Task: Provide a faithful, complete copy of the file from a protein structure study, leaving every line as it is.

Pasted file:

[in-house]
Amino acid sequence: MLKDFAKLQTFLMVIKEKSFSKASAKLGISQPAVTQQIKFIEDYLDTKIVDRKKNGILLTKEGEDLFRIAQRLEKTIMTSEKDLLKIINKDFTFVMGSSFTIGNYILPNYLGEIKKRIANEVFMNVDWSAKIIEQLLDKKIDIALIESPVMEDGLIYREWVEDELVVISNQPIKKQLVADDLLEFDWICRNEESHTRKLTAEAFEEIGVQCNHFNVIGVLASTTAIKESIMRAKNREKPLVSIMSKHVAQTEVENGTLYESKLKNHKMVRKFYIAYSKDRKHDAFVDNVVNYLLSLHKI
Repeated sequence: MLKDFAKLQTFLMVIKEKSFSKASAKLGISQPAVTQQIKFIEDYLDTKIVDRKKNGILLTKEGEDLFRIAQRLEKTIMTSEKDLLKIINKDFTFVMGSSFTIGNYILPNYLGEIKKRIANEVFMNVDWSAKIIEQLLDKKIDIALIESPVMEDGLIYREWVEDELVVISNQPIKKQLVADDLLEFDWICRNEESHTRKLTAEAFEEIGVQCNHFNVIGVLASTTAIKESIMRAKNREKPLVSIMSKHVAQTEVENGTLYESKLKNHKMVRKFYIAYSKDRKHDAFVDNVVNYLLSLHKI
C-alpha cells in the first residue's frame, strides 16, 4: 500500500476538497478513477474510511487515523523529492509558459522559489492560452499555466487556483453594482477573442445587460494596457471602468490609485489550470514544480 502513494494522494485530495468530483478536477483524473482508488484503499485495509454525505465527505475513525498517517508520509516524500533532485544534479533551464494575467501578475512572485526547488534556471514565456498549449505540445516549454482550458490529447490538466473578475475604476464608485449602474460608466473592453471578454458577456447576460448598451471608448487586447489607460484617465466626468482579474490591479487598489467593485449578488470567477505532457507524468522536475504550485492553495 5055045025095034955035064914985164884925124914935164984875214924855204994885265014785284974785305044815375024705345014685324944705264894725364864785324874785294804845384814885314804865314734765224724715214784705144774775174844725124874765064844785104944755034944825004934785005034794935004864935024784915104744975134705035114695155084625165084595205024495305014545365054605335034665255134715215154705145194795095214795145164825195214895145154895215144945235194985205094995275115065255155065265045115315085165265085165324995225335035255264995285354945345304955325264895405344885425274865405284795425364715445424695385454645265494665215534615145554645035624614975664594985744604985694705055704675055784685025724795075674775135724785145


[in-house]
Amino acid sequence: MLKDFAKLQTFLMVIKEKSFSKASAKLGISQPAVTQQIKFIEDYLDTKIVDRKKNGILLTKEGEDLFRIAQRLEKTIMTSEKDLLKIINKDFTFVMGSSFTIGNYILPNYLGEIKKRIANEVFMNVDWSAKIIEQLLDKKIDIALIESPVMEDGLIYREWVEDELVVISNQPIKKQLVADDLLEFDWICRNEESHTRKLTAEAFEEIGVQCNHFNVIGVLASTTAIKESIMRAKNREKPLVSIMSKHVAQTEVENGTLYESKLKNHKMVRKFYIAYSKDRKHDAFVDNVVNYLLSLHKI
Repeated sequence: MLKDFAKLQTFLMVIKEKSFSKASAKLGISQPAVTQQIKFIEDYLDTKIVDRKKNGILLTKEGEDLFRIAQRLEKTIMTSEKDLLKIINKDFTFVMGSSFTIGNYILPNYLGEIKKRIANEVFMNVDWSAKIIEQLLDKKIDIALIESPVMEDGLIYREWVEDELVVISNQPIKKQLVADDLLEFDWICRNEESHTRKLTAEAFEEIGVQCNHFNVIGVLASTTAIKESIMRAKNREKPLVSIMSKHVAQTEVENGTLYESKLKNHKMVRKFYIAYSKDRKHDAFVDNVVNYLLSLHKI
C-alpha cells in the first residue's frame, strides 16, 4: 500500500476538497478513477474510511487515523523529492509558459522559489492560452499555466487556483453594482477573442445587460494596457471602468490609485489550470514544480 502513494494522494485530495468530483478536477483524473482508488484503499485495509454525505465527505475513525498517517508520509516524500533532485544534479533551464494575467501578475512572485526547488534556471514565456498549449505540445516549454482550458490529447490538466473578475475604476464608485449602474460608466473592453471578454458577456447576460448598451471608448487586447489607460484617465466626468482579474490591479487598489467593485449578488470567477505532457507524468522536475504550485492553495 5055045025095034955035064914985164884925124914935164984875214924855204994885265014785284974785305044815375024705345014685324944705264894725364864785324874785294804845384814885314804865314734765224724715214784705144774775174844725124874765064844785104944755034944825004934785005034794935004864935024784915104744975134705035114695155084625165084595205024495305014545365054605335034665255134715215154705145194795095214795145164825195214895145154895215144945235194985205094995275115065255155065265045115315085165265085165324995225335035255264995285354945345304955325264895405344885425274865405284795425364715445424695385454645265494665215534615145554645035624614975664594985744604985694705055704675055784685025724795075674775135724785145